Athletics as a predictor of business success

China and Lenovo – International Business News – Portfolio.com

This article in Portfolio taught me something about our CEO I didn’t know — he was a wrestler (apparently a very, very successful wrestler), which makes him my second boss in a decade who was a champion mat-man.

“Amelio used to wrestle for Lehigh University, and at 49 he still has the bearing of a guy who might enjoy pile-driving an opponent into the mat. He has a short, neat beard and eyes that lock onto whomever heâ€s talking to like a sniperâ€s laser sight. “

The other was Lowell Bryan at McKinsey, who was an NCAA Heavyweight champion in the 1960s. I was captain of my high school wrestling team — and I sucked and I am not a CEO — but with other noted wrestlers like Donald Rumsfeld occupying position of leadership the question to be asked, are there certain sports that lend themselves to certain professions or titles?

I recall an article in the Wall Street Journal years ago about investment banks recruiting college rowers because of their proclivity for suffering and great teamwork. It would be interesting to look at various leadership profiles and determine if there is a correlation between say quarterbacks and presidents, defensemen and attorneys. etc. etc.

Forrester Consumer Forum – Day 2

Josh Bernoff – the Forrester warhorse on digital media, opens the second day with a preview of the book he co-authored with Charlene Li — Groundswell. Winning in a World Transformed by Social Technologies.


Being a wave geek, let’s digress and look at the definition of a ground swell – essentially it’s a subtle heaving of the sea, a “sub-wave” generated by activity such as a storm hundreds of miles away. It’s the foundation of oceanic wave structure. It can be flat calm, with no ripples on the surface, but the sea can subtly heave and pulse due to the momentum effects from the distant event. (I feel like a coprolite this morning, so I am out of Chicago at noon to try to make it to a bed before I slip into what feels like an incipient flu)

End of digression, Bernoff is providing a framework with case examples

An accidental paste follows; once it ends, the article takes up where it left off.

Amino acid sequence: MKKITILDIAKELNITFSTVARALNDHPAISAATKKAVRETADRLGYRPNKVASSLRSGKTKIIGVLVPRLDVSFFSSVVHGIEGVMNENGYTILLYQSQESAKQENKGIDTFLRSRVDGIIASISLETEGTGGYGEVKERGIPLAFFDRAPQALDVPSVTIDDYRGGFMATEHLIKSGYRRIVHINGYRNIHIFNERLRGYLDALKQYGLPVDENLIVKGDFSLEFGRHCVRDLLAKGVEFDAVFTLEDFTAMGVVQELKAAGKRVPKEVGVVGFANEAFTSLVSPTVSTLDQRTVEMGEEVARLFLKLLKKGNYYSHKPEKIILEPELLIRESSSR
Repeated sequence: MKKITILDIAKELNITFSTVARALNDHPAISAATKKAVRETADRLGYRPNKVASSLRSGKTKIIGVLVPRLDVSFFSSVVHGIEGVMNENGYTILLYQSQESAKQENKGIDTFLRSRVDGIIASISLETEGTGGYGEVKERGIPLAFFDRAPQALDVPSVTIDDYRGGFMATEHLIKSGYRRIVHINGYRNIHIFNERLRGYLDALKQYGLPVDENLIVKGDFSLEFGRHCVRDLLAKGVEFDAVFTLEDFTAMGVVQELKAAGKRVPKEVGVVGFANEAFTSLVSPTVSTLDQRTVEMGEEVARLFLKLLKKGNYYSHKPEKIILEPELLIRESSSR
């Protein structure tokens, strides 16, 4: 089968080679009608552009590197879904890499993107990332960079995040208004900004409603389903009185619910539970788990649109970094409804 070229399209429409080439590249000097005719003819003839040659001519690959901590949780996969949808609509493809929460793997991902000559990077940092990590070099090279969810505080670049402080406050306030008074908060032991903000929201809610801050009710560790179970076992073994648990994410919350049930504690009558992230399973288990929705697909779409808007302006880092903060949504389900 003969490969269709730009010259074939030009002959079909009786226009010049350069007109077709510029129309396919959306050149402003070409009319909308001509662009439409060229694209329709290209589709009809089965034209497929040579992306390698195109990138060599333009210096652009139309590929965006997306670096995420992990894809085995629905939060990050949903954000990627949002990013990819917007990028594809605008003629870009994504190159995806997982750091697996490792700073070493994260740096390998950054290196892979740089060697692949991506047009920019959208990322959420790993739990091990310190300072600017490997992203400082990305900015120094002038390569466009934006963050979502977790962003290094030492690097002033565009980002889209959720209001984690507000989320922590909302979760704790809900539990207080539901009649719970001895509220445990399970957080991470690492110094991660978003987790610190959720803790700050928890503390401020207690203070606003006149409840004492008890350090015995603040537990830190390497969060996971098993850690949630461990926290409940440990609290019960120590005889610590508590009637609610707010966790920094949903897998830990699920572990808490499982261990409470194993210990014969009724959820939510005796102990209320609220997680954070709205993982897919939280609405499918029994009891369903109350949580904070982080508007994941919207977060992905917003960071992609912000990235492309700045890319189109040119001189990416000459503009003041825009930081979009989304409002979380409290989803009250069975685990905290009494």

• Listening: cancer treatment facility that listens to patients complaints about scheduling
  • Talking: Let fans spread the message more easily through social networks.Adidas on MySpace as more effect impressions than banners.
  • Energizing: help best customers recruit others. Sales strategy. Guy who gets worked up about his laptop bag he bought on E-Bags where customers are asked to review their product. Zipper breaks. He beefs. Company contacts him, takes suggestions to factory. Guy becomes a fanatic. Brand ambassador programs.
  • Supporting: Talks about “Predator” guy – Dell support forums. “I actually enjoy helping people.” 473K minutes online in Dell forum helping users. Enable customers to help customers with their problems.
  • Embracing:
    involving customers in product development. Salesforce.com cited. Idea-Exchange, people suggesting improvements. Vote capability.

Now Bernoff is pitching ROI of an executive blog. As David Armano said yesterday, you know you’re at a Forrester conference when ROI gets invoked. ROI of Support Forum – I buy into that. Blog shouldn’t need an ROI justification – if it needs one, to quote Christine Hefner, polish up the resume and look for another company. But forum ROI – very key as there are some substantial economic benefits around call-reduction/avoidance.

Q&A: how do I get one of them there communities? Just add water? There are actually vendors who do it. Hmm. I can see why you’d need to hire pros if you’ve never moderated a seething flame fest …..

What does SMM do to traditional marketing functions – like email? Email?

(Jeremiah Owyang – formerly of Podtech, now a Forrester analyst, is collating conference blogs at http://web-straegist.com/blog)

(Word is actually a good tool for conference blogging)